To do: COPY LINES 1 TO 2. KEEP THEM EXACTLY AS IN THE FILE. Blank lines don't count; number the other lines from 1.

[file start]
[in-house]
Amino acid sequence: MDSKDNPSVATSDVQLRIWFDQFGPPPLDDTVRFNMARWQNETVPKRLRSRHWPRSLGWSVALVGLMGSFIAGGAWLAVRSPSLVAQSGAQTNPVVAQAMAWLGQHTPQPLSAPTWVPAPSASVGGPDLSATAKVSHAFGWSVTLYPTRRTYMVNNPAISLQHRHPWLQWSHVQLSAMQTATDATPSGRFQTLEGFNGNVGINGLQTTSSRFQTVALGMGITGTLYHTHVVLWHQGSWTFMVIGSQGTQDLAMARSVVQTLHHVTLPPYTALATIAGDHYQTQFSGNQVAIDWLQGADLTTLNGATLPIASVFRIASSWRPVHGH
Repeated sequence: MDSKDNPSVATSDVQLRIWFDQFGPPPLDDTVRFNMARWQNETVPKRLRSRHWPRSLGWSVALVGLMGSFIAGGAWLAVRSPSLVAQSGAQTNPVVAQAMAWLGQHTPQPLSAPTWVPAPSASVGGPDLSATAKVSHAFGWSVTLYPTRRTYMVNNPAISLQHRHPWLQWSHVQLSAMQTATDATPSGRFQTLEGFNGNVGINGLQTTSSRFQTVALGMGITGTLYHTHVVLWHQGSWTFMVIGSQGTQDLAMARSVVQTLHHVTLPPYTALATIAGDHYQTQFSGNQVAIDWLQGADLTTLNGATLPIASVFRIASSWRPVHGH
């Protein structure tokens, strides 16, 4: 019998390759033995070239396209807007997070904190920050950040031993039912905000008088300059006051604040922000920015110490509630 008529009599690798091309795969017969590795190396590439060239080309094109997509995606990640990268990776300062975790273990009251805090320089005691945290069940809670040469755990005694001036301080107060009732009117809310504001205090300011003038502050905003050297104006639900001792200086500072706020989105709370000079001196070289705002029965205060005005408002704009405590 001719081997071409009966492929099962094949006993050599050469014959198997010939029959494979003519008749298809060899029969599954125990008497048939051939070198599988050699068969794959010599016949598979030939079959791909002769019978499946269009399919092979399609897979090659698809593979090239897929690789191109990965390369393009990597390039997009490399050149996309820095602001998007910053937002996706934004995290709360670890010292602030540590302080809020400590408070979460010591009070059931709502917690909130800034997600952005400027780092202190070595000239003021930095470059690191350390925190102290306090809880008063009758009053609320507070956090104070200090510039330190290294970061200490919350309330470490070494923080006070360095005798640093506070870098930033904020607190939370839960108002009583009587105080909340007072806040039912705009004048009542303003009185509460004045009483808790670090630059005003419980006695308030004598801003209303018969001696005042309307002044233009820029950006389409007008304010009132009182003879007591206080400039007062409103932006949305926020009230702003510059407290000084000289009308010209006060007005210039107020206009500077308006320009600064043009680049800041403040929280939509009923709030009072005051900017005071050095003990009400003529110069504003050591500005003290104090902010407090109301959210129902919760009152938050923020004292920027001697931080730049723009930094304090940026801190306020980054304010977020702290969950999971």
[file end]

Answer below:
[in-house]
Amino acid sequence: MDSKDNPSVATSDVQLRIWFDQFGPPPLDDTVRFNMARWQNETVPKRLRSRHWPRSLGWSVALVGLMGSFIAGGAWLAVRSPSLVAQSGAQTNPVVAQAMAWLGQHTPQPLSAPTWVPAPSASVGGPDLSATAKVSHAFGWSVTLYPTRRTYMVNNPAISLQHRHPWLQWSHVQLSAMQTATDATPSGRFQTLEGFNGNVGINGLQTTSSRFQTVALGMGITGTLYHTHVVLWHQGSWTFMVIGSQGTQDLAMARSVVQTLHHVTLPPYTALATIAGDHYQTQFSGNQVAIDWLQGADLTTLNGATLPIASVFRIASSWRPVHGH